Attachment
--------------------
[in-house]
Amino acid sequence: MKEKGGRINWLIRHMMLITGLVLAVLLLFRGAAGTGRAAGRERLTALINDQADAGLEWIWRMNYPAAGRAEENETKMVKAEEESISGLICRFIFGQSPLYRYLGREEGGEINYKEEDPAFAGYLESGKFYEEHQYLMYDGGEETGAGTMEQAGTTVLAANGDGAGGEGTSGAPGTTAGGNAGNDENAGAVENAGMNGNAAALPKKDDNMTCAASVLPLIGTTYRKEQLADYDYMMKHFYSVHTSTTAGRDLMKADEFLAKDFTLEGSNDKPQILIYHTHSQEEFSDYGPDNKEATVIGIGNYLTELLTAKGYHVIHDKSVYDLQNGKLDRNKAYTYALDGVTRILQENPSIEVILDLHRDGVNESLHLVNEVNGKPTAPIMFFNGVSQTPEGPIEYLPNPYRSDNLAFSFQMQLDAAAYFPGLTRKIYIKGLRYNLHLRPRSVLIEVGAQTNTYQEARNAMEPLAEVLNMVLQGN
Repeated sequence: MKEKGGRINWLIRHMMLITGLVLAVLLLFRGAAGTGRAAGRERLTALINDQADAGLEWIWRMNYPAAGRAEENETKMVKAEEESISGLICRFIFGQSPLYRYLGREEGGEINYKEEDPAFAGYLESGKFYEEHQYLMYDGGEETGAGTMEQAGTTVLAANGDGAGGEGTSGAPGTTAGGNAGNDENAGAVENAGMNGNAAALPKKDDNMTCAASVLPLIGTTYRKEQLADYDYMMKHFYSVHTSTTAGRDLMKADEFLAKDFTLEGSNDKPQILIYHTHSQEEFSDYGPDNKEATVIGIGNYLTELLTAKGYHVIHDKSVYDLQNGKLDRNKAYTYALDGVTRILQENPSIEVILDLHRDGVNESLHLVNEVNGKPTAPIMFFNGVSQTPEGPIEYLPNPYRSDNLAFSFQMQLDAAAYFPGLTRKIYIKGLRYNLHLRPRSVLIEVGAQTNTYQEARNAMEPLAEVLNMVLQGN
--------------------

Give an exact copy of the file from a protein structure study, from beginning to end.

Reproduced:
[in-house]
Amino acid sequence: MKEKGGRINWLIRHMMLITGLVLAVLLLFRGAAGTGRAAGRERLTALINDQADAGLEWIWRMNYPAAGRAEENETKMVKAEEESISGLICRFIFGQSPLYRYLGREEGGEINYKEEDPAFAGYLESGKFYEEHQYLMYDGGEETGAGTMEQAGTTVLAANGDGAGGEGTSGAPGTTAGGNAGNDENAGAVENAGMNGNAAALPKKDDNMTCAASVLPLIGTTYRKEQLADYDYMMKHFYSVHTSTTAGRDLMKADEFLAKDFTLEGSNDKPQILIYHTHSQEEFSDYGPDNKEATVIGIGNYLTELLTAKGYHVIHDKSVYDLQNGKLDRNKAYTYALDGVTRILQENPSIEVILDLHRDGVNESLHLVNEVNGKPTAPIMFFNGVSQTPEGPIEYLPNPYRSDNLAFSFQMQLDAAAYFPGLTRKIYIKGLRYNLHLRPRSVLIEVGAQTNTYQEARNAMEPLAEVLNMVLQGN
Repeated sequence: MKEKGGRINWLIRHMMLITGLVLAVLLLFRGAAGTGRAAGRERLTALINDQADAGLEWIWRMNYPAAGRAEENETKMVKAEEESISGLICRFIFGQSPLYRYLGREEGGEINYKEEDPAFAGYLESGKFYEEHQYLMYDGGEETGAGTMEQAGTTVLAANGDGAGGEGTSGAPGTTAGGNAGNDENAGAVENAGMNGNAAALPKKDDNMTCAASVLPLIGTTYRKEQLADYDYMMKHFYSVHTSTTAGRDLMKADEFLAKDFTLEGSNDKPQILIYHTHSQEEFSDYGPDNKEATVIGIGNYLTELLTAKGYHVIHDKSVYDLQNGKLDRNKAYTYALDGVTRILQENPSIEVILDLHRDGVNESLHLVNEVNGKPTAPIMFFNGVSQTPEGPIEYLPNPYRSDNLAFSFQMQLDAAAYFPGLTRKIYIKGLRYNLHLRPRSVLIEVGAQTNTYQEARNAMEPLAEVLNMVLQGN